The Auburn Family Residence [is] a decrepit city-run shelter for the homeless. Dasani [the last several years was] among 280 children at the shelter. Beyond its walls, she belong[ed] to a vast and invisible tribe of more than 22,000 homeless children in New York, the highest number since the Great Depression.

Sexual predators, spoiled food, filthy communal bathrooms, vermin, and exposure to asbestos and lead were the norm for Dasani and her six siblings. They would wait in line for their prepackaged food in the cafeteria before sliding into another impossible line for access to the two microwaves that hundreds of residents share.

What breaks my heart is that the children “are bystanders in this discourse, no more to blame for their homelessness than for their existence. To be homeless it to be powerless.

Dasani was on the cusp of becoming something more, something she could feel but not yet see, if only the right things happened and the right people came along. In the absence of a stable home or a reliable parent, public institutions have an outsize influence on the destiny of children like Dasani. Whether she can transcend her circumstances rests greatly on the role, however big or small, that society opts to play in her life. School [like hers] can also provide a bridge to the wider world…Few [kids] have both the depth of Dasani’s troubles and the height of her promise. There is not much [her principal] can do about life outside school. She knows this is a child who needs a sponsor, who ‘needs’ to see The Nutcracker, who ‘needs’ her own computer. There are many such children. One in five American children is now living in poverty, giving the United States the highest child poverty rate of any developed nation except for Romania.”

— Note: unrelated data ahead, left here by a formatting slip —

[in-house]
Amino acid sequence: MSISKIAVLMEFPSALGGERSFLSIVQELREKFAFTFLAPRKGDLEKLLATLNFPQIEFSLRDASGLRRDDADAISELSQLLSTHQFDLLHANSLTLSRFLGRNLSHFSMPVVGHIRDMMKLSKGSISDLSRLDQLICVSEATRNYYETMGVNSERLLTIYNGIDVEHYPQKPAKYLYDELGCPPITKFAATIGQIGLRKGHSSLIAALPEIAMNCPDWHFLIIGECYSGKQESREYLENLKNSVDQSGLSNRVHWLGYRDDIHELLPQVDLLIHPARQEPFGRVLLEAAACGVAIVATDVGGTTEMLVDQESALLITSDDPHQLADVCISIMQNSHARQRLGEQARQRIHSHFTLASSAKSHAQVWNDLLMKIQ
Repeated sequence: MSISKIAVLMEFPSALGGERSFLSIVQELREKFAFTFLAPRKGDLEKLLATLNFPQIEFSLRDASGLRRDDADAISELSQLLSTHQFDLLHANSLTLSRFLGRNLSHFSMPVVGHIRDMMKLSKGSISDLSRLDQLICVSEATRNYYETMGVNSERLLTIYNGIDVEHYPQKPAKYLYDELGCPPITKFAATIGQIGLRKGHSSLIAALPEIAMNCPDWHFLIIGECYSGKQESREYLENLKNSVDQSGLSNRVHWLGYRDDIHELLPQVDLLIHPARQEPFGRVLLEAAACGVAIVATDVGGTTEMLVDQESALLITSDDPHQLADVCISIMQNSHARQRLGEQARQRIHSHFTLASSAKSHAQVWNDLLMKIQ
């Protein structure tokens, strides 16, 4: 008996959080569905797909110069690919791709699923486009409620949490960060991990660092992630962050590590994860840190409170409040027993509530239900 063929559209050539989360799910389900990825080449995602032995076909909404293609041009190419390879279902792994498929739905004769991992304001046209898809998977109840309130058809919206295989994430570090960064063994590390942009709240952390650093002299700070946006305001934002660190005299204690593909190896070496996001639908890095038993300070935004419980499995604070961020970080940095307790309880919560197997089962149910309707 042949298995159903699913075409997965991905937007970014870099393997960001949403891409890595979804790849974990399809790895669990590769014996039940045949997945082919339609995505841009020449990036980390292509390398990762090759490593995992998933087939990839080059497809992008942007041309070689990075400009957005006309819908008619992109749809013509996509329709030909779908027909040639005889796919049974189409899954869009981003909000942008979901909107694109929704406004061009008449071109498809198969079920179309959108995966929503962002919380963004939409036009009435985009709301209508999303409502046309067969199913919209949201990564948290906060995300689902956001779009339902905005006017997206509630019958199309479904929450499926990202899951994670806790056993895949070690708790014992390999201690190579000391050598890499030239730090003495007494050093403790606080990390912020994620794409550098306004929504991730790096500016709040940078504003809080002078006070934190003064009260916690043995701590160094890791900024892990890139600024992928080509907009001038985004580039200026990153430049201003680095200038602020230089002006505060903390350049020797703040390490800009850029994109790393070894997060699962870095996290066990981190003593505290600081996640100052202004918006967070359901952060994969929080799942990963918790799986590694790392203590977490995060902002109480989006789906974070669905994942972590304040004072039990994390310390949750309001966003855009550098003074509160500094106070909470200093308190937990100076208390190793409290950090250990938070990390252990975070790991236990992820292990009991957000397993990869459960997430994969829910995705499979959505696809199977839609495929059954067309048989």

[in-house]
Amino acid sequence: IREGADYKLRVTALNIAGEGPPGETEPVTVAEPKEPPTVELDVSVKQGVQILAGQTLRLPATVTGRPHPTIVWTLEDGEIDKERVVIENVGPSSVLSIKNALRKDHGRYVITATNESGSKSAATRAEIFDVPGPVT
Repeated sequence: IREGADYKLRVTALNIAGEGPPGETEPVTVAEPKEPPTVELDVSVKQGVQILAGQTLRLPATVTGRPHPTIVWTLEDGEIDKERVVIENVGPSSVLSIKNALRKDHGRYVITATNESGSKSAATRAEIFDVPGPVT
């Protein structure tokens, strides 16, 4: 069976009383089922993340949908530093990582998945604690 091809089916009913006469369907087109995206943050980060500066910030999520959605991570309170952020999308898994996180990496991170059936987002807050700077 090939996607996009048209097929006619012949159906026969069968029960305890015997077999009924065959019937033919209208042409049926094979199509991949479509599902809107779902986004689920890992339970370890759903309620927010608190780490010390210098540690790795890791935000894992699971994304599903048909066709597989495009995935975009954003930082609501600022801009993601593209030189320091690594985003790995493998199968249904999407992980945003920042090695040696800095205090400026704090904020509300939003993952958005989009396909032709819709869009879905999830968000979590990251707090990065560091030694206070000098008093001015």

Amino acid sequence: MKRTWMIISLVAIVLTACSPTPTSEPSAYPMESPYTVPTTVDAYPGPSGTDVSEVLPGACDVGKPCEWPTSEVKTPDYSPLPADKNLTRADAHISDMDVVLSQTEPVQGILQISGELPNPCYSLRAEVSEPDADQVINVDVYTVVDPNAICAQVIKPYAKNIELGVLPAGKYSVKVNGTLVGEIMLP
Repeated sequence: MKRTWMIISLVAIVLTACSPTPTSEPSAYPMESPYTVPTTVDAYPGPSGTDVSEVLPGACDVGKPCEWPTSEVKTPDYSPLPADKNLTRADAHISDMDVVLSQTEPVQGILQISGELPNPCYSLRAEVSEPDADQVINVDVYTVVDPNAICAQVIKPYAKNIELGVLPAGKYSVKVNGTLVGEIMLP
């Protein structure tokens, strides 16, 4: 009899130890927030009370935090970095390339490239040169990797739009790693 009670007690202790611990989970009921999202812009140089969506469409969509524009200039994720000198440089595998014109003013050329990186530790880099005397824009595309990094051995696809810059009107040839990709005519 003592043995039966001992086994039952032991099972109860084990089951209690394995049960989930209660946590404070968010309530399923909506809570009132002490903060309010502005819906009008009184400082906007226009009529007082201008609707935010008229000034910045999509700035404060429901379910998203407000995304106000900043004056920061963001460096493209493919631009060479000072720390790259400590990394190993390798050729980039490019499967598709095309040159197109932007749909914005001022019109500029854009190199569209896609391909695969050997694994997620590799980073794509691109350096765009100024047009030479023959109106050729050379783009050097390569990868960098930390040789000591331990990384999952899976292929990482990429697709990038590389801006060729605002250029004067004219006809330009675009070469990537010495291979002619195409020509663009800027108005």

What of these kids caught between the rock of their parents’ failures and the hard place of walls adorned with graffiti and mold? The hand of angels can reach in.

Though we may not be able to rescue everyone from cold, hunger, sickness, or loneliness, we can make a profound difference in so many ways. I name the stories you are about to hear the Candlelight Series after Eleanor Roosevelt who sought “to light candles rather than curse the darkness.” We’ll catch a glimpse of the hands that have lit the way for those frozen in the dark. Of people who chose to see the suffering and meet it with love, who decided they would be the right person to come along. People like the teachers and principal Dasani so desperately needs. We pay homage to those who helped us survive the night by candlelight.

I Enjoy Stripping

cake2I don’t like having more than one of anything. Feels wasteful. I mean, one hairbrush will do. My wedding dress and cake had no decorations, no ribbon or flower. Nothing. In my day-to-day, I map out the most efficient route for errands. Lose time and you lose what is irretrievable. I like to keep on the spare side of things.